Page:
Navigation

Su Mo Tu We Th Fr Sa
 
 
 
 
1
 
2
 
3
 
4
 
5
 
6
 
7
 
8
 
9
 
10
 
11
 
12
 
13
 
14
 
15
 
16
 
17
 
18
 
19
 
20
 
21
 
22
 
23
 
24
 
25
 
26
 
27
 
28
 
29
 
30
 
31
 
Type of Event

Event Calendar

Tomorrow - Wed, Jul 8, 2020

Summer Thesis Research Table

The Thesis Research Table is a weekly Zoom gathering for students beginning a large, independent research project (including but not limited to honors theses). The Table is a time to build a network of support from peers and instructional staff from the Writing Center and Library, to build skills useful for sustaining remote research projects, and to share strategies for balancing productivity and wellness in an uncertain time. Each week will focus on an aspect of the research and writing process, with topics announced through the Daily Mammoth. Drop in or attend regularly. Hosted by Blake Doherty (Frost Library) and Jessica Kem (Writing Center). Wednesdays, 2-3pm, June 10-July 15.

Students Only

Thu, Jul 9, 2020

side-by-side photo of Nikole Hannah-Jones and Khary Polk

1619 and the Legacy that Built America, with Nikole Hannah Jones and Khary Polk

7:00 pm Virtual

Pulitzer Prize-winning writer Nikole Hannah Jones will discuss “The 1619 Project” with Khary Polk, Associate Professor of Black Studies and Sexuality, Women's and Gender Studies, to be followed by an audience Q&A.

Nikole Hannah-Jones was named a MacArthur Genius for “reshaping national conversations around education reform.” This is but one honor in a growing list: she’s won a Peabody, a Polk, and, for her story on choosing a school for her daughter in a segregated city, a National Magazine Award. Most recently, the New York Times Magazine’s “The 1619 Project” she spearheaded on the history and lasting legacy of American slavery went viral, and her powerful introductory essay was awarded the Pulitzer Prize for commentary.

Hannah-Jones covers racial injustice for The New York Times Magazine, and has spent years chronicling the way official policy has created—and maintains—racial segregation in housing and schools. Her deeply personal reports on the black experience in America offer a compelling case for greater equity. Hannah-Jones is the creator and lead writer of the New York Times' major multimedia initiative, “The 1619 Project.” Named for the year the first enslaved Africans arrived in America, the project features an ongoing series of essays and art on the relationship between slavery and everything from social infrastructure and segregation, to music and sugar—all by Black American authors, activists, journalists and more. Hannah-Jones wrote the project’s introductory essay, which ran under the powerful headline ‘Our Democracy’s Founding Ideals Were False When They Were Written. Black Americans Have Fought to Make Them True.’ The essay earned her her first Pulitzer Prize for commentary.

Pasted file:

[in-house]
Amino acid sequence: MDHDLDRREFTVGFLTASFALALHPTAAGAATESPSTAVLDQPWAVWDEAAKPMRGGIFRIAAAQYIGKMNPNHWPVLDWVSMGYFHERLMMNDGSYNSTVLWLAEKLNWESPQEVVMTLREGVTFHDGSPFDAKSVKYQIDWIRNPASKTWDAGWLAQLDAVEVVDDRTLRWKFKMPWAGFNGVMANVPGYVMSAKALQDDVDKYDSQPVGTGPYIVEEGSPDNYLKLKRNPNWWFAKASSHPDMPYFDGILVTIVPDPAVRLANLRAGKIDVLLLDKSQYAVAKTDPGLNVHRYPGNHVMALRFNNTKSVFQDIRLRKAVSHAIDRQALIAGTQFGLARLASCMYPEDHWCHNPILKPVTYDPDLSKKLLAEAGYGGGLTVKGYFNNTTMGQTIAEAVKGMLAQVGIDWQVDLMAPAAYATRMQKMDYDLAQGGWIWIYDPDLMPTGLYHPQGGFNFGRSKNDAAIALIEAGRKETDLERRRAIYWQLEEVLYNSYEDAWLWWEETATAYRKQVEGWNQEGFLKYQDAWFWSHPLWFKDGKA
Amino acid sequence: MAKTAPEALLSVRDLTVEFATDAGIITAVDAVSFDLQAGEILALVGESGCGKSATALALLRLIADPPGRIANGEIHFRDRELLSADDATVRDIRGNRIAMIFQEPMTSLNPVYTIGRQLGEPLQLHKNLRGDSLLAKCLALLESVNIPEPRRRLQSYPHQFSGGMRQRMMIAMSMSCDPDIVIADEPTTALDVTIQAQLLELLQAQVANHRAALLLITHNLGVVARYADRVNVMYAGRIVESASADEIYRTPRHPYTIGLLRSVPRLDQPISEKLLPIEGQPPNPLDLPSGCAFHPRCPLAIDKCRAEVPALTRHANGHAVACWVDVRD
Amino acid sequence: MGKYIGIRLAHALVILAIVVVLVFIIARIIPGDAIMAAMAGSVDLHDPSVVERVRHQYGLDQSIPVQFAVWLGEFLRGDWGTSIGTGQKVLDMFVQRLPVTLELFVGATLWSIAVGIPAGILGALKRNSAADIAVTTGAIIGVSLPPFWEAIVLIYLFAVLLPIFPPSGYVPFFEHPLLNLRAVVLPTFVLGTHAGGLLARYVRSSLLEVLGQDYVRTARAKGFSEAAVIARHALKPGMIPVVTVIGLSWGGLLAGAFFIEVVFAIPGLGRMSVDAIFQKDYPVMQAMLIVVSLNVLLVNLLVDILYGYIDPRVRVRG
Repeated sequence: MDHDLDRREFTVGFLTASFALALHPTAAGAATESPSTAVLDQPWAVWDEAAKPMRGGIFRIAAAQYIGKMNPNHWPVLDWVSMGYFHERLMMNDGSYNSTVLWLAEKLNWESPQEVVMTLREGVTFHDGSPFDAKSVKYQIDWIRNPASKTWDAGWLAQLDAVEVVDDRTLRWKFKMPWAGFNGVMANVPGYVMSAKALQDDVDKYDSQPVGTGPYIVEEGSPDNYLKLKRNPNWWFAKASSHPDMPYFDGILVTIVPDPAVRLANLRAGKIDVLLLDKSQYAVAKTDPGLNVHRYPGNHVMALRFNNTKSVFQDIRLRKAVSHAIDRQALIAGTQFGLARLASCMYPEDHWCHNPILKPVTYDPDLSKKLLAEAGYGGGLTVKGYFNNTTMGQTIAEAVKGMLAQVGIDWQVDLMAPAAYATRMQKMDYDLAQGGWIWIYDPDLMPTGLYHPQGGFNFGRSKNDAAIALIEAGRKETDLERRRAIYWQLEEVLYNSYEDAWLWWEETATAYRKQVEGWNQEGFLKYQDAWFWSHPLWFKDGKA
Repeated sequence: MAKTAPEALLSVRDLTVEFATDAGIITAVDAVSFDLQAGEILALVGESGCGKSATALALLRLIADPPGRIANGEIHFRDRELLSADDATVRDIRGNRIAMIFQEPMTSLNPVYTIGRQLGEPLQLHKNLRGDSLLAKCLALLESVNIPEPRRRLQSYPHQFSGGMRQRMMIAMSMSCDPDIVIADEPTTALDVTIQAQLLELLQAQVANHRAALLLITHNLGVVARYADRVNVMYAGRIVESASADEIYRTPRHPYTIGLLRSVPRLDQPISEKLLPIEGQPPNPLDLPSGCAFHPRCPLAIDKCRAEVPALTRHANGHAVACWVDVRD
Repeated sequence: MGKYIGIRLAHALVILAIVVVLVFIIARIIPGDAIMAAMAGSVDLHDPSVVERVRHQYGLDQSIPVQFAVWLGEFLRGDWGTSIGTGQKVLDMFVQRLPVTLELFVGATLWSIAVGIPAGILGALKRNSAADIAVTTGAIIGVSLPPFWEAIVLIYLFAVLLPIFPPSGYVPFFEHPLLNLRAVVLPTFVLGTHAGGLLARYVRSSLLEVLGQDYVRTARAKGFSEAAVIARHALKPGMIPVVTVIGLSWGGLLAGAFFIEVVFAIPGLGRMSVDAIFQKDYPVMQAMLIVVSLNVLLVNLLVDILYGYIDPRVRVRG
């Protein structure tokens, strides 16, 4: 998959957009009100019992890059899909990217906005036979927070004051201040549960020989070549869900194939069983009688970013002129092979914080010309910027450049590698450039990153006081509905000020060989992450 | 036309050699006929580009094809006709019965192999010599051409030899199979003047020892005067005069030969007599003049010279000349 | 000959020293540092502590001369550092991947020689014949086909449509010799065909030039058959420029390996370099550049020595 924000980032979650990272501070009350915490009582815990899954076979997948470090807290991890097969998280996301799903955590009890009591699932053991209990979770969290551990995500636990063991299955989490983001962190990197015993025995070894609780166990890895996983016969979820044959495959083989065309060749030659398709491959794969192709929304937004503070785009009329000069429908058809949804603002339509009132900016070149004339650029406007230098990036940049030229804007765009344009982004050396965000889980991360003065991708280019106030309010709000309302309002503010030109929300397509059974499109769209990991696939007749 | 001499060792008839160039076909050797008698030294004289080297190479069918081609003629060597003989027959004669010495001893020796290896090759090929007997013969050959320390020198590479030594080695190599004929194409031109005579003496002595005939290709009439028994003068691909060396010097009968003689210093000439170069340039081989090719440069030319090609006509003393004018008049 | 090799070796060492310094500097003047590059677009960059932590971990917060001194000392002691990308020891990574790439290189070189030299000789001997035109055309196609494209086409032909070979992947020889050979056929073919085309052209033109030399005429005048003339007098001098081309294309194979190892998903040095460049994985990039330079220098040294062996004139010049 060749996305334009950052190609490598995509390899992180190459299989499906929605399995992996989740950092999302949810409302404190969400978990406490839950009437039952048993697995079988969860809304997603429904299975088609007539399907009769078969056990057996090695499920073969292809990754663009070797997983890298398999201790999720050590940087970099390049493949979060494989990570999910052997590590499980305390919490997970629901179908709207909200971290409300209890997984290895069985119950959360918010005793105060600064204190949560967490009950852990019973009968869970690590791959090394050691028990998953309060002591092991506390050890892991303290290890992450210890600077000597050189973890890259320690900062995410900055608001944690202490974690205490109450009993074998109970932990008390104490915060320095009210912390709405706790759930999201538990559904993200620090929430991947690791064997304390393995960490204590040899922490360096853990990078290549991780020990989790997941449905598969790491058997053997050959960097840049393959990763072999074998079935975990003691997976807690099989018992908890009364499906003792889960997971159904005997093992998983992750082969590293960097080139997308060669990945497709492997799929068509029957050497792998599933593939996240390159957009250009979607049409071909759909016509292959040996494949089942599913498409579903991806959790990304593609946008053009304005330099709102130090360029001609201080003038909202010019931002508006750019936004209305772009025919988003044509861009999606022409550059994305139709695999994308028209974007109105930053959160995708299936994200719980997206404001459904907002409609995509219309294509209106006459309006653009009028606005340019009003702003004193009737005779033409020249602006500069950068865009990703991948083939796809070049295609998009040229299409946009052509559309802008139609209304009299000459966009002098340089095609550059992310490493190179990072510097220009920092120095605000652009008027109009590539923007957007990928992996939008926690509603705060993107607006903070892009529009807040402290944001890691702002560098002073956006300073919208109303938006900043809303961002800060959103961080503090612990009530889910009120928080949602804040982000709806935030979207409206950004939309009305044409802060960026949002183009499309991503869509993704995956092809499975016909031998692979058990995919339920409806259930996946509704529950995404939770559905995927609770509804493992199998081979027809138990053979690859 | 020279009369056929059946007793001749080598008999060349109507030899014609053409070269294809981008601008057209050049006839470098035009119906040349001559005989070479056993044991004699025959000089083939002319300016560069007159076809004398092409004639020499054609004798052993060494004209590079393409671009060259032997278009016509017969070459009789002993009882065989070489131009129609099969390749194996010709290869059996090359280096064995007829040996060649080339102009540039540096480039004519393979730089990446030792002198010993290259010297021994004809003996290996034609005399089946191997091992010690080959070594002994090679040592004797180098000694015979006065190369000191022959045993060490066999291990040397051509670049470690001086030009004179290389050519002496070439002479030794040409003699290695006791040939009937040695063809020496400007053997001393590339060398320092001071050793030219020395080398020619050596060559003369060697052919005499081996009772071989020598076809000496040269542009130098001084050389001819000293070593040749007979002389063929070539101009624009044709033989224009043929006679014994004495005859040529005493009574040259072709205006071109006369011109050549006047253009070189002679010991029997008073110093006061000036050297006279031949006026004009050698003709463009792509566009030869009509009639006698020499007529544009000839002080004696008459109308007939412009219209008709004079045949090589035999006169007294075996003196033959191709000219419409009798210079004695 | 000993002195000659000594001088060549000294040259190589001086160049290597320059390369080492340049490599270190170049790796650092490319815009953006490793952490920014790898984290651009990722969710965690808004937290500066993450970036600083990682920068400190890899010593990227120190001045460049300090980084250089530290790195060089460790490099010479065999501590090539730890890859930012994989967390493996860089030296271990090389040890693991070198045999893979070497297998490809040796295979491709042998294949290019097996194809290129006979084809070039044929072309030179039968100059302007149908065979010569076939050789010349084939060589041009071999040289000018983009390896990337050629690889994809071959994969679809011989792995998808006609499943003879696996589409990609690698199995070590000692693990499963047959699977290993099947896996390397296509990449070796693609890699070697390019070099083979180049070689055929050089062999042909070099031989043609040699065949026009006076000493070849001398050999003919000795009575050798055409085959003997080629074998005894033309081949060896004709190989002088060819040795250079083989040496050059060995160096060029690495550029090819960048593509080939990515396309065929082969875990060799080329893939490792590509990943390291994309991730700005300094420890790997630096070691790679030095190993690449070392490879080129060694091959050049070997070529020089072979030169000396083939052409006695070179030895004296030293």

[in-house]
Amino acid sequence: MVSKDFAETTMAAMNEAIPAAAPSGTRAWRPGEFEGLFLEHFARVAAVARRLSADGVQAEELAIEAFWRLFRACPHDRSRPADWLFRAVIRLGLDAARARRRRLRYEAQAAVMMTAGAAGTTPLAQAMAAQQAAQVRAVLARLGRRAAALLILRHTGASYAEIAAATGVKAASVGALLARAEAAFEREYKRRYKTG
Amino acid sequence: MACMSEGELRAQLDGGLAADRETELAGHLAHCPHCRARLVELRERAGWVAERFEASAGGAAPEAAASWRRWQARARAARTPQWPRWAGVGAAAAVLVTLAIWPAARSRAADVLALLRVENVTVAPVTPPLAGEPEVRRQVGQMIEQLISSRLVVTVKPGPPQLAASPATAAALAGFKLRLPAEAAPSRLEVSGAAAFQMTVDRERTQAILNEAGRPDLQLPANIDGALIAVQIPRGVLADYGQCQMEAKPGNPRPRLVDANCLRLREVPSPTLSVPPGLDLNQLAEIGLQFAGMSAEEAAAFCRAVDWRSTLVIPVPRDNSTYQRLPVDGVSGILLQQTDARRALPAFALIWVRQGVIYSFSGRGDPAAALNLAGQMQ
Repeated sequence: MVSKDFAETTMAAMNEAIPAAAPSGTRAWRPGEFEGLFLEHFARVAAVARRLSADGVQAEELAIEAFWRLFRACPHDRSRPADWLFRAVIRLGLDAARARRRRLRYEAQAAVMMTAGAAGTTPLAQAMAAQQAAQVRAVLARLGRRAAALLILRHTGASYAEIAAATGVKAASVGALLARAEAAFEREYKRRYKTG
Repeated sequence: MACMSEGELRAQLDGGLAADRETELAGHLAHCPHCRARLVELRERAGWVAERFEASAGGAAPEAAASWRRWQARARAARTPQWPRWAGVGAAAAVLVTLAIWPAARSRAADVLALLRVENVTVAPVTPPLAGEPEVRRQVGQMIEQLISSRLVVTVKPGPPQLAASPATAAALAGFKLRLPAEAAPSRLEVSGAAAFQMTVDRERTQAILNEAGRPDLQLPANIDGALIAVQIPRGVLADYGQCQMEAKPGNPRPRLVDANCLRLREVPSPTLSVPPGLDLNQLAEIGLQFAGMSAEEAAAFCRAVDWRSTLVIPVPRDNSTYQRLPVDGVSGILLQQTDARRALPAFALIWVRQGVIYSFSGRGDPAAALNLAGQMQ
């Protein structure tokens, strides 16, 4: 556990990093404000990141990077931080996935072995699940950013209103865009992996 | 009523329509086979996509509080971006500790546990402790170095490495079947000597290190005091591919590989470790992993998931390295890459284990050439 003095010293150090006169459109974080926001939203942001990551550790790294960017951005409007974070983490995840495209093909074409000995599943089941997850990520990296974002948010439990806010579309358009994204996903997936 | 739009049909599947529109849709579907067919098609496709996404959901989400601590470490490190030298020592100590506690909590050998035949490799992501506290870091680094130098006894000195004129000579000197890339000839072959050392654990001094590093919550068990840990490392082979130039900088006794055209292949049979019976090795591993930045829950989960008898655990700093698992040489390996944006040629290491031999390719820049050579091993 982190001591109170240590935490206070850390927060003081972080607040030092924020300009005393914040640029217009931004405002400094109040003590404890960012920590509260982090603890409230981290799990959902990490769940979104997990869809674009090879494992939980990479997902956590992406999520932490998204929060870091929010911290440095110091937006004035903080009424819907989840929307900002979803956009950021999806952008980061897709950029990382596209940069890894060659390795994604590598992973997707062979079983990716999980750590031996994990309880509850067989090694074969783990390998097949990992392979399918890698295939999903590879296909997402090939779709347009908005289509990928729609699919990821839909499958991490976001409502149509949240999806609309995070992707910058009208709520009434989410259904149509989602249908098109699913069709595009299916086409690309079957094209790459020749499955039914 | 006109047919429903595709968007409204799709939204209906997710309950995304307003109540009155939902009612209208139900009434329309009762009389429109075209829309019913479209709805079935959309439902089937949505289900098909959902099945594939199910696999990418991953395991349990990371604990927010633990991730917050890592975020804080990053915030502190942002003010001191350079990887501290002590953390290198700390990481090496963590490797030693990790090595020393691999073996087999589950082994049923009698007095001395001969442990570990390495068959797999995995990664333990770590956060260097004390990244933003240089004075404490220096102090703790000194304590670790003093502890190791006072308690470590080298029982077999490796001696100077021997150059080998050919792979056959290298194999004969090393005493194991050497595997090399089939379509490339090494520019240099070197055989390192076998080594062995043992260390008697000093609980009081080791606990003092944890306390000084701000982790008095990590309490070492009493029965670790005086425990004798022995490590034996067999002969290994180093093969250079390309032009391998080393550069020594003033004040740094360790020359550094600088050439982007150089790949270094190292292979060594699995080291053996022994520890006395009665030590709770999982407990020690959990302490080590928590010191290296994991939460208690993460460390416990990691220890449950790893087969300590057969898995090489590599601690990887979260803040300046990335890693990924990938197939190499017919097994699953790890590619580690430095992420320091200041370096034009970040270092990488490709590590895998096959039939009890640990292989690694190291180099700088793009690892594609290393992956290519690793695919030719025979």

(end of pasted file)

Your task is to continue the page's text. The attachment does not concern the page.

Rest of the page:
Nothing we know about American life today has been untouched by the legacy of slavery. “The 1619 Project” quickly went viral—the print issue flew off shelves immediately, prompting hundreds of thousands of extra copies of to be printed—spreading its heartbreaking and absolutely essential message worldwide. Random House announced that it will be adapting the project into a graphic novel and four publications for young readers, while also releasing an extended version of the original publication, including more essays, fiction, and poetry. In 2020, Hannah-Jones appeared on The Daily Show with Trevor Noah to discuss the project. And, an impactful ad about the project—a collaboration with Janelle Monáe—debuted at the Oscars just days later. In addition to Hannah-Jones’ Pulitzer, “The 1619 Project” has garnered New York Times Magazine a record-breaking number of finalist nods for the upcoming 2020 National Magazine Awards.

Hannah-Jones has written extensively on the history of racism, school resegregation, and the disarray of hundreds of desegregation orders, as well as the decades-long failure of the federal government to enforce the landmark 1968 Fair Housing Act. She is currently writing a book on school segregation called The Problem We All Live With, to be published on the One World imprint of Penguin/Random House. Her piece “Worlds Apart” in The New York Times Magazine won the National Magazine Award for “journalism that illuminates issues of national importance” as well as the Hillman Prize for Magazine Journalism. In 2016, she was awarded a Peabody Award and George Polk Award for radio reporting for her This American Life story, “The Problem We All Live With.” She was named Journalist of the Year by the National Association of Black Journalists, and was also named to 2019’s The Root 100 as well as Essence’s Woke 100. Her reporting has also won Deadline Club Awards, Online Journalism Awards, the Sigma Delta Chi Award for Public Service, the Fred M. Hechinger Grand Prize for Distinguished Education Reporting, and the Emerson College President’s Award for Civic Leadership. In February 2020, she was profiled by ESSENCE as part of their Black History Month series, celebrating “the accomplishments made by those in the past, as well as those paving the way for the future”.